SPA description
(information as published 2001)

Carlingford Lough 

image: SPA location map 

 

Carlingford Lough lies on the east coast of Northern Ireland and straddles the international border with the Irish Republic. It is a narrow sea lough surrounded by mountains. The northern shore lies in Northern Ireland and includes the most significant mud-flats in the lough and an area of saltmarsh. These provide important feeding areas for wintering Light-bellied Brent Goose Branta bernicla hrota of the Canada/Ireland population. At the mouth of the lough are several small rock and shingle islands which are of importance to breeding terns, which feed in the shallow waters of the lough. 

 


Qualifying species

For individual species accounts visit the Species Accounts section


This site qualifies under Article 4.1 of the Directive (79/409/EEC) by supporting populations of European importance of the following species listed on Annex I of the Directive:
 
During the breeding season;
 
Common Tern Sterna hirundo, 339 pairs representing 10.9% of the breeding population in Ireland (5 year mean, 1993-1997)
 
Sandwich Tern Sterna sandvicensis, 575 pairs representing 13.1% of the breeding population in Ireland (5 year mean, 1993-1997)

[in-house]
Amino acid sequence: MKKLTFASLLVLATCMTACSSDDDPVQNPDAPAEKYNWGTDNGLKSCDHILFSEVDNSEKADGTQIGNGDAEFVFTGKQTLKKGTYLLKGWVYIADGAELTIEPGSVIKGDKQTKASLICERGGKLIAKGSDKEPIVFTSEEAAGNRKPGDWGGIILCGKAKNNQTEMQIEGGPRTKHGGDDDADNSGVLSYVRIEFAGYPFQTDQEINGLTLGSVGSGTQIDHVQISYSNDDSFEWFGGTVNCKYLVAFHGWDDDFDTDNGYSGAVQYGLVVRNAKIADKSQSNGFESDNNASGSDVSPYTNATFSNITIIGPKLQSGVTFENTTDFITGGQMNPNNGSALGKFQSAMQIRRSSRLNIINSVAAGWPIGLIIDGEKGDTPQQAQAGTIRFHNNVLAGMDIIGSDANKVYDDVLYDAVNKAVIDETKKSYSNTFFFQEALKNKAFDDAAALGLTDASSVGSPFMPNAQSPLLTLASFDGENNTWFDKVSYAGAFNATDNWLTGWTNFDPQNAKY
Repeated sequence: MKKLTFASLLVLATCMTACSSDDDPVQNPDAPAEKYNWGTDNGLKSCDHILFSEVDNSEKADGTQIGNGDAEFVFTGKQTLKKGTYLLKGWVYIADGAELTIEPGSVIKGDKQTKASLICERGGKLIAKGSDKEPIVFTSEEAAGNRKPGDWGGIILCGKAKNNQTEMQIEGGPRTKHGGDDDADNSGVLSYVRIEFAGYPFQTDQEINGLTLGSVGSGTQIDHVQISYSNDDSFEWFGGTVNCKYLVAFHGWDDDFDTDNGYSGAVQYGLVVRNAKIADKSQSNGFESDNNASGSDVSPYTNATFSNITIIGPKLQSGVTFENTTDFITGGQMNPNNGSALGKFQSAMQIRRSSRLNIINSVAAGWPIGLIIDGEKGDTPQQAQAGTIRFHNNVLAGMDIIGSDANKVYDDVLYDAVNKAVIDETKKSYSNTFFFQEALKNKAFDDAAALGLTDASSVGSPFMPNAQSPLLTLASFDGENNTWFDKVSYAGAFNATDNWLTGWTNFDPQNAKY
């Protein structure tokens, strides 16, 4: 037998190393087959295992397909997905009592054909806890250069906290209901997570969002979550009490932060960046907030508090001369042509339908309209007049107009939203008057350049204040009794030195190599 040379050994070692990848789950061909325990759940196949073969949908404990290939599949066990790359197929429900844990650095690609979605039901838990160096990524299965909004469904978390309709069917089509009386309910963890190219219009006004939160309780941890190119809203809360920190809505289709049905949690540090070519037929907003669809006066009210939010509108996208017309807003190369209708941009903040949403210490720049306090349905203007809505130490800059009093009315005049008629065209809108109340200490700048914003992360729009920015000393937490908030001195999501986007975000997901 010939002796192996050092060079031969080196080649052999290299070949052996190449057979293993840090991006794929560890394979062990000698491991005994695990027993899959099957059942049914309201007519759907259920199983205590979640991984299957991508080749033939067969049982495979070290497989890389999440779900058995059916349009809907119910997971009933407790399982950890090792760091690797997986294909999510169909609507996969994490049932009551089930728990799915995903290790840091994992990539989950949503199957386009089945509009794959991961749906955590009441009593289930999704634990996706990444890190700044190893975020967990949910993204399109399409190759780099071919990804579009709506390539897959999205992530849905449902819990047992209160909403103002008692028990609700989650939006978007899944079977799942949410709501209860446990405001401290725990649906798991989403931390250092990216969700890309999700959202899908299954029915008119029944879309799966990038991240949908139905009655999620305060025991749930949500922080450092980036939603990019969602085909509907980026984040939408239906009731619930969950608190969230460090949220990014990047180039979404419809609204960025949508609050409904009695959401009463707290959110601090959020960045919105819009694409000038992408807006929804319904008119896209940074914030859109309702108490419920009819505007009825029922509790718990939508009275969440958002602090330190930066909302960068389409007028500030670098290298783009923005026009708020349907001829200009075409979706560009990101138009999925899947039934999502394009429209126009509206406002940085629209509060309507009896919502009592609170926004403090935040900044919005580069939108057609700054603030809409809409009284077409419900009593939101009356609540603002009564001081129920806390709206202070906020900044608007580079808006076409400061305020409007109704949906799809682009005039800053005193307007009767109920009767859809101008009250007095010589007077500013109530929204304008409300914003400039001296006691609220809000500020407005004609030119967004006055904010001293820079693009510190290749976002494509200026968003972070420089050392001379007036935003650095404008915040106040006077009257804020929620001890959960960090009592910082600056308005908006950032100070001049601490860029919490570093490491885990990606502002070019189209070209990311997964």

This site also qualifies under Article 4.2 of the Directive (79/409/EEC) by supporting populations of European importance of the following migratory species:
 
Over winter;
 
Light-bellied Brent Goose Branta bernicla hrota, 319 individuals representing 1.6% of the wintering Canada/Ireland population (WeBS 5yr peak mean 90/91-94/5)
 
Note that sites selected for waterbird species on the basis of their occurrence in the breeding, passage or winter periods also provide legal protection for these species when they occur at other times of the year.

 


Note:

Many designated sites are on private land: the listing of a site in these pages does not imply any right of public access.
 
Note that sites selected for waterbird species on the basis of their occurrence in the breeding, passage or winter periods also provide legal protection for these species when they occur at other times of the year.